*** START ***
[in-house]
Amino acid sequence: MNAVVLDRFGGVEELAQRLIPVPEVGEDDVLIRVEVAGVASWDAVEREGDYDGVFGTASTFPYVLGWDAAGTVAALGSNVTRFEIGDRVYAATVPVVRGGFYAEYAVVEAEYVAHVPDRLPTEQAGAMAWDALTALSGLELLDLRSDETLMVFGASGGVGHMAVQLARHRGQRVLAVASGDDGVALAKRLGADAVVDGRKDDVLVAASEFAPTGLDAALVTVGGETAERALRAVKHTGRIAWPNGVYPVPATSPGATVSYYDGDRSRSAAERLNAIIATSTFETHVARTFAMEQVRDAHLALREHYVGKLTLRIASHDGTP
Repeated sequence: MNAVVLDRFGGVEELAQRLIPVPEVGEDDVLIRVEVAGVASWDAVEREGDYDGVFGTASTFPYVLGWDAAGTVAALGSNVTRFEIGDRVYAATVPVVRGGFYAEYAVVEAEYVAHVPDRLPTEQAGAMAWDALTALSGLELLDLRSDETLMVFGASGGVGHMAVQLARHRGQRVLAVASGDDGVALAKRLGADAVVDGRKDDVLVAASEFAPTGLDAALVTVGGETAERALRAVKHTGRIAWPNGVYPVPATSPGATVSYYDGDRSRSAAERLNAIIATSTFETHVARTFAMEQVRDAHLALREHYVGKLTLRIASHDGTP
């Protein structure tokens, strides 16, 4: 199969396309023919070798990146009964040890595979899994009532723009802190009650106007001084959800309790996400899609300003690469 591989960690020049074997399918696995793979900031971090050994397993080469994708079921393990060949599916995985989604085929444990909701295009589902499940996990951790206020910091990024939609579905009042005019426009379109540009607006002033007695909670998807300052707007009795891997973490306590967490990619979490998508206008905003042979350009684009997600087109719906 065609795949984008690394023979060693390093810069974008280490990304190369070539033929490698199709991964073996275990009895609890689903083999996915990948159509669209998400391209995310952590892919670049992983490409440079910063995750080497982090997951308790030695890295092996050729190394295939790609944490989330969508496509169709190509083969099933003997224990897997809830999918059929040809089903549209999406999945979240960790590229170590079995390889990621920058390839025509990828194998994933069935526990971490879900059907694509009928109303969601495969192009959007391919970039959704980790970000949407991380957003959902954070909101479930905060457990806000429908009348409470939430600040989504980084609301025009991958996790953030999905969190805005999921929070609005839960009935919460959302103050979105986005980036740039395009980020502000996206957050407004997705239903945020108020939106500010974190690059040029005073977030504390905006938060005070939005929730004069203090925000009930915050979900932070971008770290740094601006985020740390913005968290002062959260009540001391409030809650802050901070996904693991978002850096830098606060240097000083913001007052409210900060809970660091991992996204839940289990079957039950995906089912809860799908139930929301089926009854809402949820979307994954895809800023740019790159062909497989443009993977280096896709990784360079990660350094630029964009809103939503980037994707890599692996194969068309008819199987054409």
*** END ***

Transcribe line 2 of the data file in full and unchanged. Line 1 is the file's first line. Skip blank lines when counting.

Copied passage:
Amino acid sequence: MNAVVLDRFGGVEELAQRLIPVPEVGEDDVLIRVEVAGVASWDAVEREGDYDGVFGTASTFPYVLGWDAAGTVAALGSNVTRFEIGDRVYAATVPVVRGGFYAEYAVVEAEYVAHVPDRLPTEQAGAMAWDALTALSGLELLDLRSDETLMVFGASGGVGHMAVQLARHRGQRVLAVASGDDGVALAKRLGADAVVDGRKDDVLVAASEFAPTGLDAALVTVGGETAERALRAVKHTGRIAWPNGVYPVPATSPGATVSYYDGDRSRSAAERLNAIIATSTFETHVARTFAMEQVRDAHLALREHYVGKLTLRIASHDGTP